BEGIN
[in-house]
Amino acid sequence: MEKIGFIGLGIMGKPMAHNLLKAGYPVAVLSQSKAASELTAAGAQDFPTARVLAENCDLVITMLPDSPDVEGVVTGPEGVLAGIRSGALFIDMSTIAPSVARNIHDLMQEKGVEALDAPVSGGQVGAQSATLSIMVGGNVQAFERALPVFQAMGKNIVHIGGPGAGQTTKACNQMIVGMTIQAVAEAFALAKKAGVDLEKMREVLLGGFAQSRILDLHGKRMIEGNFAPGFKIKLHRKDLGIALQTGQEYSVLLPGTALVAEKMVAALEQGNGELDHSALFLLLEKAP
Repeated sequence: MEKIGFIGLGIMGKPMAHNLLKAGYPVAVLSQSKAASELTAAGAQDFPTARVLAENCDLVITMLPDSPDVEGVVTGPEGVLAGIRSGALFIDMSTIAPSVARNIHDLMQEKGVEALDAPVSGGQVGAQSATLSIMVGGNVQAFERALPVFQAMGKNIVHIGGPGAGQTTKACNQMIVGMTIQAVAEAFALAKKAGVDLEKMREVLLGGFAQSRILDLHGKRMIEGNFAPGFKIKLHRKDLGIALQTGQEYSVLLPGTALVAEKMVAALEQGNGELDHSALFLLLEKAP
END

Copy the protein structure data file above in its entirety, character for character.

[in-house]
Amino acid sequence: MEKIGFIGLGIMGKPMAHNLLKAGYPVAVLSQSKAASELTAAGAQDFPTARVLAENCDLVITMLPDSPDVEGVVTGPEGVLAGIRSGALFIDMSTIAPSVARNIHDLMQEKGVEALDAPVSGGQVGAQSATLSIMVGGNVQAFERALPVFQAMGKNIVHIGGPGAGQTTKACNQMIVGMTIQAVAEAFALAKKAGVDLEKMREVLLGGFAQSRILDLHGKRMIEGNFAPGFKIKLHRKDLGIALQTGQEYSVLLPGTALVAEKMVAALEQGNGELDHSALFLLLEKAP
Repeated sequence: MEKIGFIGLGIMGKPMAHNLLKAGYPVAVLSQSKAASELTAAGAQDFPTARVLAENCDLVITMLPDSPDVEGVVTGPEGVLAGIRSGALFIDMSTIAPSVARNIHDLMQEKGVEALDAPVSGGQVGAQSATLSIMVGGNVQAFERALPVFQAMGKNIVHIGGPGAGQTTKACNQMIVGMTIQAVAEAFALAKKAGVDLEKMREVLLGGFAQSRILDLHGKRMIEGNFAPGFKIKLHRKDLGIALQTGQEYSVLLPGTALVAEKMVAALEQGNGELDHSALFLLLEKAP